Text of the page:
Bee's Story

We are just beginning a long and emotional journey. I am 27 weeks pregnant with our second child, a little girl. After our routine ultrasound in July, we were referred to a perinatalogist in order to discover the nature of an extra cavity next to the baby’s heart. Over the last month, we have visited the perinatalogists and a pediatric cardiologist at Children's Mercy Hospital in order to learn that our unborn daughter suffers from a dysplastic or rudimentary pulmonary valve. The leaking valve has caused the pulmonary artery to swell to over 22 mm. She is due in November, and we know that she will spend a great deal of time in the NICU. She will be faced with surgery sometime within the first 6 months of life to correct the valve and repair the aneurysm. The timing all depends upon her condition at birth. She will require cardiac care throughout her entire life.

Along with this heart defect, our daughter has also been diagnosed with 22q deletion syndrome, where a portion of one copy of chromosome 22 is missing. This syndrome is accompanied by many potential problems, including feeding difficulties, autoimmune disorders, cleft palate, heart defects, kidney defects, learning disabilities and many others.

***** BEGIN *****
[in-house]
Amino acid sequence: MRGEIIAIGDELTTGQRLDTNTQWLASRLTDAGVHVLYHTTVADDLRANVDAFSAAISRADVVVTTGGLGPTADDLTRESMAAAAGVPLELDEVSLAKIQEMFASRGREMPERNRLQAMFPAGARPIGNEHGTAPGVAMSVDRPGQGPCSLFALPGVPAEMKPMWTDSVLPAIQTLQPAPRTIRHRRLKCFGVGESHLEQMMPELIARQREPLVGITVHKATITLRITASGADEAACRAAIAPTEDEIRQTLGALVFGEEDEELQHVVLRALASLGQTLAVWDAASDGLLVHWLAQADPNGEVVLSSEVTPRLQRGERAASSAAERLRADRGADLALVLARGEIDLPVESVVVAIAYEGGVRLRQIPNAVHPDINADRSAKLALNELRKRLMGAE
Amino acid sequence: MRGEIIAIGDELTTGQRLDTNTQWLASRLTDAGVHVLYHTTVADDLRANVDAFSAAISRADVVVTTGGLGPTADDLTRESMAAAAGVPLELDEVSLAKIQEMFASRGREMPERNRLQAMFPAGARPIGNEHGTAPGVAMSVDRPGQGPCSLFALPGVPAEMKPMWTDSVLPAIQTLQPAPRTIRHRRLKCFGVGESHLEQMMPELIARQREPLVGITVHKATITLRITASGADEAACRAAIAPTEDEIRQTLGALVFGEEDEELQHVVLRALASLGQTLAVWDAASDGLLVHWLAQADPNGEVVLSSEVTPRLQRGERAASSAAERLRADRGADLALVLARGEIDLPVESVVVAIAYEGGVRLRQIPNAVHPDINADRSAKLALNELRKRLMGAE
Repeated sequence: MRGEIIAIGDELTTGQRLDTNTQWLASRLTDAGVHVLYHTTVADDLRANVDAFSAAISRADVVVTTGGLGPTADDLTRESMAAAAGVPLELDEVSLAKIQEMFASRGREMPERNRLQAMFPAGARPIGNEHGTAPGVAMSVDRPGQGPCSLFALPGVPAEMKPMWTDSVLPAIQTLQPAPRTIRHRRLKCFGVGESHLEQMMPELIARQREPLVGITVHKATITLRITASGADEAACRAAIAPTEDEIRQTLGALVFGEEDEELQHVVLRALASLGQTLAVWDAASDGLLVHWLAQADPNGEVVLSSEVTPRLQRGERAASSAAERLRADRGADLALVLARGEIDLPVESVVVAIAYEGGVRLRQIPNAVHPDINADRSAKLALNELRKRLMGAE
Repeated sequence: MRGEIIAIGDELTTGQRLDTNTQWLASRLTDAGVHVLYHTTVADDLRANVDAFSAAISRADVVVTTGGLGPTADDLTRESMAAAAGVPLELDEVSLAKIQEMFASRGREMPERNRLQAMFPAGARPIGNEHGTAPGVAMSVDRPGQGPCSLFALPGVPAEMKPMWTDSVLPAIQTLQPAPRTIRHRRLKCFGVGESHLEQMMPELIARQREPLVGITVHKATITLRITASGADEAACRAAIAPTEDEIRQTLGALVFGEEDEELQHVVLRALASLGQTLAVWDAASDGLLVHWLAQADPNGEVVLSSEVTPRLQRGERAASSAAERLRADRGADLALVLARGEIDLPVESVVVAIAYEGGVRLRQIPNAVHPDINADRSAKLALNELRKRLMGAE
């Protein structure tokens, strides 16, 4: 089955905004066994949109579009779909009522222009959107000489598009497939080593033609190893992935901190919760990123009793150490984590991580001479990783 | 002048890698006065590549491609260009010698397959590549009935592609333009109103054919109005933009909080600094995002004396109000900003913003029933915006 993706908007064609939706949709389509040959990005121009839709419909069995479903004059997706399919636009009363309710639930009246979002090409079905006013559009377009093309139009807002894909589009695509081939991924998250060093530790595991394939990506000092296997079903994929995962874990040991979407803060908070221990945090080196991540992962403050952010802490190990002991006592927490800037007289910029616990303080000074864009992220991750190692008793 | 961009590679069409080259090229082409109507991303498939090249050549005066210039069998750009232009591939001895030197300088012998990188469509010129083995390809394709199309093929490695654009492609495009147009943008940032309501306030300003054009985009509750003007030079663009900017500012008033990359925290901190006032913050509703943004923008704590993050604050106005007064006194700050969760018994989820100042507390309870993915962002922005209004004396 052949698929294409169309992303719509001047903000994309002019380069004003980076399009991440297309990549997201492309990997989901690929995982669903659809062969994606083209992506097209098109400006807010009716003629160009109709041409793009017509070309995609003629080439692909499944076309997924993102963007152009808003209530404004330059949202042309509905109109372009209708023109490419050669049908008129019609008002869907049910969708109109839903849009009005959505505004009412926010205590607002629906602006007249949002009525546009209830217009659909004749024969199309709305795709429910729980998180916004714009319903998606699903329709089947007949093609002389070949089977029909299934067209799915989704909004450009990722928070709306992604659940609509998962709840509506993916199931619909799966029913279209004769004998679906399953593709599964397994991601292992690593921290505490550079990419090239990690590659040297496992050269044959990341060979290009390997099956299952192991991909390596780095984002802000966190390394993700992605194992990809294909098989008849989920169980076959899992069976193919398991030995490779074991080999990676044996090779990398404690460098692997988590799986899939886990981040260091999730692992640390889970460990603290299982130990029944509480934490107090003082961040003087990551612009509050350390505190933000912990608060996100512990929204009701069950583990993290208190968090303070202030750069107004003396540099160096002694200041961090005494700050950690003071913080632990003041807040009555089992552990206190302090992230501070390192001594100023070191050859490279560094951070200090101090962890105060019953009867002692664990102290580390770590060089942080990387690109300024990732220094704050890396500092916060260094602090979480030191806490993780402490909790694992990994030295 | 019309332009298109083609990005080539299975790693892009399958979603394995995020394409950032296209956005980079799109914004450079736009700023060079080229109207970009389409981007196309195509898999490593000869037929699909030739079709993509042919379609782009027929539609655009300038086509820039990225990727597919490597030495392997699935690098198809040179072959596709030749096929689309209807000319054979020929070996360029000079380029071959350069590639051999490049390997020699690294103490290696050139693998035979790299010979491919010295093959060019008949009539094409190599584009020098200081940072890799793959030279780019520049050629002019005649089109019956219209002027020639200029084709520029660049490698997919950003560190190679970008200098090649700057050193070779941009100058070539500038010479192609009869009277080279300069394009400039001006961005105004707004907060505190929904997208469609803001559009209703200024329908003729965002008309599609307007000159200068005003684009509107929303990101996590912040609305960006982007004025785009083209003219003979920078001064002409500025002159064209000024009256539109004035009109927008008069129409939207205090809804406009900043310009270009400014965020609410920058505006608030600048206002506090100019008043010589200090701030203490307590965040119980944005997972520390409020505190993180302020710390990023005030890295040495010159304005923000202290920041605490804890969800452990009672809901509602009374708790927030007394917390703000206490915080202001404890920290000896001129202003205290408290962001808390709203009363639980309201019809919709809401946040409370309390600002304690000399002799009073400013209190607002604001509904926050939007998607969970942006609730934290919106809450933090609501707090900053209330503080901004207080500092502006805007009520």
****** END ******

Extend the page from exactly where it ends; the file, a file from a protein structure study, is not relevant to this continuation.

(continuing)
Our son, a kindergartner this year, knows that his little sister is sick, but not how sick. We hope that he will be able to cope with the attention and extra care that she will be getting.

My husband is a teacher, and I work as a data entry operator for a small Eudora business. We know that despite our insurance, we will be faced with sizable medical bills. Considering the care our baby will need, I may not be able to return to work for some time. I'm grateful that my employer is a strong believer in health and family coming first, so I will be able to work from home part of the time.

I heard about this organization while listening to the LAZR on the way home from work yesterday afternoon. I don’t normally listen to commercial spots, but I'm glad I did this time.

Elizabeth (Bee) Love